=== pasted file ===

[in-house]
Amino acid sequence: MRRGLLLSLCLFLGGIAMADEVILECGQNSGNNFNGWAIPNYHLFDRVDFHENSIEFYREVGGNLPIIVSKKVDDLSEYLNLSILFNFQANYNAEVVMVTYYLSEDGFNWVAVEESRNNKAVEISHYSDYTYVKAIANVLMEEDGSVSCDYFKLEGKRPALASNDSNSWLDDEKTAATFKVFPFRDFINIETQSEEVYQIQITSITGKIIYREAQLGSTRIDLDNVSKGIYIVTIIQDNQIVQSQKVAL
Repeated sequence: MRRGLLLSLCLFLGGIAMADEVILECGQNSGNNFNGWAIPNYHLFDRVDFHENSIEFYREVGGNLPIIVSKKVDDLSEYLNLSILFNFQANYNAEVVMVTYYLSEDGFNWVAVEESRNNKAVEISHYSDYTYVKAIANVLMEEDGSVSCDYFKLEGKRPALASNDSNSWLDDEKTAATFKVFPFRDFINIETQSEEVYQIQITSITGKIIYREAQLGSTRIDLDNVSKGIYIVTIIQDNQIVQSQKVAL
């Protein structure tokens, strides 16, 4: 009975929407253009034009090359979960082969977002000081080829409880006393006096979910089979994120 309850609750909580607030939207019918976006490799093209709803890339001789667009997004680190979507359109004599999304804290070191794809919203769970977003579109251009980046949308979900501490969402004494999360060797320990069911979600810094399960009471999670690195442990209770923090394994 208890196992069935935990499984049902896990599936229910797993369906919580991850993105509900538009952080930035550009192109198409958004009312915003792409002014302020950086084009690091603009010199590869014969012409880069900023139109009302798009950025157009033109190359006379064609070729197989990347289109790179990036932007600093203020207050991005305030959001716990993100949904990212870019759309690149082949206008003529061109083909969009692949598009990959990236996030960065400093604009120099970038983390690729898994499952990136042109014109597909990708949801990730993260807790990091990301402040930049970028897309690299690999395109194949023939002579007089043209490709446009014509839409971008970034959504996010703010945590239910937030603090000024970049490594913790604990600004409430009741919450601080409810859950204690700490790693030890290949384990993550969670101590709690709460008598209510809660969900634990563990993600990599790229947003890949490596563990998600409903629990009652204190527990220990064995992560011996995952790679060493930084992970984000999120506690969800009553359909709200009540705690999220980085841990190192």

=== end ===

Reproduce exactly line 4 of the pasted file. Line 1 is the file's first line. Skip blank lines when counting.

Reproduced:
């Protein structure tokens, strides 16, 4: 009975929407253009034009090359979960082969977002000081080829409880006393006096979910089979994120 309850609750909580607030939207019918976006490799093209709803890339001789667009997004680190979507359109004599999304804290070191794809919203769970977003579109251009980046949308979900501490969402004494999360060797320990069911979600810094399960009471999670690195442990209770923090394994 208890196992069935935990499984049902896990599936229910797993369906919580991850993105509900538009952080930035550009192109198409958004009312915003792409002014302020950086084009690091603009010199590869014969012409880069900023139109009302798009950025157009033109190359006379064609070729197989990347289109790179990036932007600093203020207050991005305030959001716990993100949904990212870019759309690149082949206008003529061109083909969009692949598009990959990236996030960065400093604009120099970038983390690729898994499952990136042109014109597909990708949801990730993260807790990091990301402040930049970028897309690299690999395109194949023939002579007089043209490709446009014509839409971008970034959504996010703010945590239910937030603090000024970049490594913790604990600004409430009741919450601080409810859950204690700490790693030890290949384990993550969670101590709690709460008598209510809660969900634990563990993600990599790229947003890949490596563990998600409903629990009652204190527990220990064995992560011996995952790679060493930084992970984000999120506690969800009553359909709200009540705690999220980085841990190192």